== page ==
Following 9th Circuit Decision, Norton, DeLauro, Nadler, Speier Introduce Bill to Eliminate Gender and Racial Pay Gap by Prohibiting Employers from Seeking Salary History

May 2, 2017 Issues: Trump, Civil Liberties, Jobs, Labor and the Economy

WASHINGTON, D.C.— Yesterday, Congresswoman Eleanor Holmes Norton (D-DC) introduced the Pay Equity for All Act of 2017 with original cosponsors Representatives Rosa DeLauro (D-CT), Jerrold Nadler (D-NY), and Jackie Speier (D-CA) to prohibit employers from asking job applicants for their salary history before making a job or salary offer.  The bill seeks to reduce the wage gap that women and people of color often encounter.  The bill is particularly vital after the U.S. Court of Appeals for the 9th Circuit overturned a lower court ruling that determined that pay disparity based exclusively on past salaries was discriminatory under the Equal Pay Act.  Massachusetts, New York City, the District of Columbia, and Philadelphia have passed similar legislation banning employers from seeking past salary history.  Because many employers set wages based on an applicant’s previous salary, workers from historically disadvantaged groups often start out behind their white male counterparts in salary negotiations and never catch up.

“After last week’s disappointing 9th Circuit ruling, it is critical that Congress take legislative action to ban the practice of asking for an employee’s salary history, which disadvantages women and minorities, who disproportionately carry lower salaries through their entire careers simply because of wages at previous jobs that were set unfairly,” said Congresswoman Norton.  “Our bill will help reduce the wage gap by requiring employers to offer salaries to prospective employees based on merit, not gender, race, or ethnicity.”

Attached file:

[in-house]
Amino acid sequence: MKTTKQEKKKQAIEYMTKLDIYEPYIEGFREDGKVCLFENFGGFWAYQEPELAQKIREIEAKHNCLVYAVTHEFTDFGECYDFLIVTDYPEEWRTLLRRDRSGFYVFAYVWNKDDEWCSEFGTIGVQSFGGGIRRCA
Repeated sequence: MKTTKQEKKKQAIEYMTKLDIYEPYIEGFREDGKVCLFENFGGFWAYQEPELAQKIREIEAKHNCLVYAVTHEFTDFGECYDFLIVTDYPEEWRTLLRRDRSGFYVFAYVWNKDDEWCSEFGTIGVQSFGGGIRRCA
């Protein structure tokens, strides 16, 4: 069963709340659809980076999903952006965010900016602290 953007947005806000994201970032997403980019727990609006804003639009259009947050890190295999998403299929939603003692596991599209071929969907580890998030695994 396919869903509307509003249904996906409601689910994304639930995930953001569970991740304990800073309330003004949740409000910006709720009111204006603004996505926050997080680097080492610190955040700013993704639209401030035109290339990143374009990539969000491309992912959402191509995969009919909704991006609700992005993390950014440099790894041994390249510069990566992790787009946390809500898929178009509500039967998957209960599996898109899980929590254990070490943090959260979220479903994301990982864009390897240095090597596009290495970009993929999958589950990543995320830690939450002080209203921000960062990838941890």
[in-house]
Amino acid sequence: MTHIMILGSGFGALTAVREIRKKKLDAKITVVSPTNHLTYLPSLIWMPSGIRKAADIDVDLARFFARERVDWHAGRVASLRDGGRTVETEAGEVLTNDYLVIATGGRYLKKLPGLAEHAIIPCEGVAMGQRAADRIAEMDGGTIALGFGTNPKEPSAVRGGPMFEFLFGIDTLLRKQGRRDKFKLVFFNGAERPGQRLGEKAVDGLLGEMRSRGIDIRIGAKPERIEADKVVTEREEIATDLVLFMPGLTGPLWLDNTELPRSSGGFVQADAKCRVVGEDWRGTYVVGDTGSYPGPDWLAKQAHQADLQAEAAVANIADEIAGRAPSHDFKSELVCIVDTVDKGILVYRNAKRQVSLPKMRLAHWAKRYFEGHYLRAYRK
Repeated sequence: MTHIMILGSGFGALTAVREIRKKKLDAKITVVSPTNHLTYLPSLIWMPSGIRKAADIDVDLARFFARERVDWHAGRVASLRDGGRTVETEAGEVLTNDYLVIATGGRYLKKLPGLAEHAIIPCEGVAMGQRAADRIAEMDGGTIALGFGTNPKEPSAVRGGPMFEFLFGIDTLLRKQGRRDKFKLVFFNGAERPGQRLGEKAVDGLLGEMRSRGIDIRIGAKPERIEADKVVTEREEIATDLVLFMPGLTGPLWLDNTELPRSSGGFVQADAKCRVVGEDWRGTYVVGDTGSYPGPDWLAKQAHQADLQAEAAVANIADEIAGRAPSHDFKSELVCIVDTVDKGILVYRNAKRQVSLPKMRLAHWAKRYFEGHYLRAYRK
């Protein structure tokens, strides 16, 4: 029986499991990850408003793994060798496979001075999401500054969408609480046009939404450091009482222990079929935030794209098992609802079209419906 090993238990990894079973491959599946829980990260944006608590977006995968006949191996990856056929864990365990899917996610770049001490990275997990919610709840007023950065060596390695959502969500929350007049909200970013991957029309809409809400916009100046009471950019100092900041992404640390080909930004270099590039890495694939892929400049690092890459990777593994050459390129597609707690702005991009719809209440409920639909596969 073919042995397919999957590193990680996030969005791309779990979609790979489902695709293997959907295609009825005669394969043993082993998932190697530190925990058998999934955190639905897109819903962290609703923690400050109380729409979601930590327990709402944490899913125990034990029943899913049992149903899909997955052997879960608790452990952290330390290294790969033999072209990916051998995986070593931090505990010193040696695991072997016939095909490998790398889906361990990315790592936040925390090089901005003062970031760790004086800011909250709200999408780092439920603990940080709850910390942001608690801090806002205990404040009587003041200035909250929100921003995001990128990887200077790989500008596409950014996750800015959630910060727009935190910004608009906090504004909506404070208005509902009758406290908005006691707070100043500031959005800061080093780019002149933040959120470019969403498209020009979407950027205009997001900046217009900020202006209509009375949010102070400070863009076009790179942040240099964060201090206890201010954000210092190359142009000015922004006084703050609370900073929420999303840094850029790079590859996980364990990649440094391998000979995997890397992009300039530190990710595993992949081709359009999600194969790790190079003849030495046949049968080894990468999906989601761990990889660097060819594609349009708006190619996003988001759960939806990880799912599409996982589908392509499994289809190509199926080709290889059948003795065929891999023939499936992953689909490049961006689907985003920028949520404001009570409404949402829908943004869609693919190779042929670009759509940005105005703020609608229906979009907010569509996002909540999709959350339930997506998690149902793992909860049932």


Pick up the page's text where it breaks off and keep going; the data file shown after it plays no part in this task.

“The 9th Circuit’s ruling represents a step backward in the fight for equal pay and only serves to reinforce the salary gap that has persisted for generations,” said Congressman Nadler (D-NY).  “To end this cycle of gender and racial pay inequality, states and localities—including New York City—have recently passed laws banning employers from asking about salary history. Congress should follow New York’s lead and ensure that people all around the country are afforded the same opportunity to break the cycle of pay inequity.”

“Forcing employees and potential employees to disclose their salary history sabotages our efforts to combat the wage gap for women and minorities,” said Congresswoman Speier. “The Pay Equity for All Act protects applicants from being frozen in pay scales unrelated to their experience, skills, and merit.”

“Despite years of progress, women are still paid just 80 cents, on average, to a man’s dollar and we must do more in our fight for full equality,” said Congresswoman DeLauro. “Women and men in the same job should have the same pay, and eliminating questions on salary history is a strong step forward in ensuring that we close the wage gap once and for all. Congress should follow Massachusetts’s lead and enact this legislation to give women across the country the opportunity to succeed.”

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